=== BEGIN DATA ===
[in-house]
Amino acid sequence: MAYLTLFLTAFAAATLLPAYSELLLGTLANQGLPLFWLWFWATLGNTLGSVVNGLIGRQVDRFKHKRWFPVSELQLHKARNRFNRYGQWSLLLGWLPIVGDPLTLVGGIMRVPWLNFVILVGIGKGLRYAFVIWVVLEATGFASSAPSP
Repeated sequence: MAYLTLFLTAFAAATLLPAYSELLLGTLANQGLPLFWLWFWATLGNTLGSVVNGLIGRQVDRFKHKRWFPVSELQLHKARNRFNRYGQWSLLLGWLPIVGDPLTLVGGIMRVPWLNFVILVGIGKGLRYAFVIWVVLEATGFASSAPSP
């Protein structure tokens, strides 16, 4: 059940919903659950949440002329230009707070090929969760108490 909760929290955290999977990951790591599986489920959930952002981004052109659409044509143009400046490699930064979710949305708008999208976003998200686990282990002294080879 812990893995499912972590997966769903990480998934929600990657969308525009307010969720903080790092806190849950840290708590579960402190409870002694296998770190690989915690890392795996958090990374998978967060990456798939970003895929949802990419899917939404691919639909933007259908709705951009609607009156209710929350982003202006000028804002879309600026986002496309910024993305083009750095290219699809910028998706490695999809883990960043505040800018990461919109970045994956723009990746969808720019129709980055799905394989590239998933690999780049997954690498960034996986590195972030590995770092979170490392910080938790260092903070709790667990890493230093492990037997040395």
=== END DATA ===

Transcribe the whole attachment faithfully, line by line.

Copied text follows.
[in-house]
Amino acid sequence: MAYLTLFLTAFAAATLLPAYSELLLGTLANQGLPLFWLWFWATLGNTLGSVVNGLIGRQVDRFKHKRWFPVSELQLHKARNRFNRYGQWSLLLGWLPIVGDPLTLVGGIMRVPWLNFVILVGIGKGLRYAFVIWVVLEATGFASSAPSP
Repeated sequence: MAYLTLFLTAFAAATLLPAYSELLLGTLANQGLPLFWLWFWATLGNTLGSVVNGLIGRQVDRFKHKRWFPVSELQLHKARNRFNRYGQWSLLLGWLPIVGDPLTLVGGIMRVPWLNFVILVGIGKGLRYAFVIWVVLEATGFASSAPSP
């Protein structure tokens, strides 16, 4: 059940919903659950949440002329230009707070090929969760108490 909760929290955290999977990951790591599986489920959930952002981004052109659409044509143009400046490699930064979710949305708008999208976003998200686990282990002294080879 812990893995499912972590997966769903990480998934929600990657969308525009307010969720903080790092806190849950840290708590579960402190409870002694296998770190690989915690890392795996958090990374998978967060990456798939970003895929949802990419899917939404691919639909933007259908709705951009609607009156209710929350982003202006000028804002879309600026986002496309910024993305083009750095290219699809910028998706490695999809883990960043505040800018990461919109970045994956723009990746969808720019129709980055799905394989590239998933690999780049997954690498960034996986590195972030590995770092979170490392910080938790260092903070709790667990890493230093492990037997040395």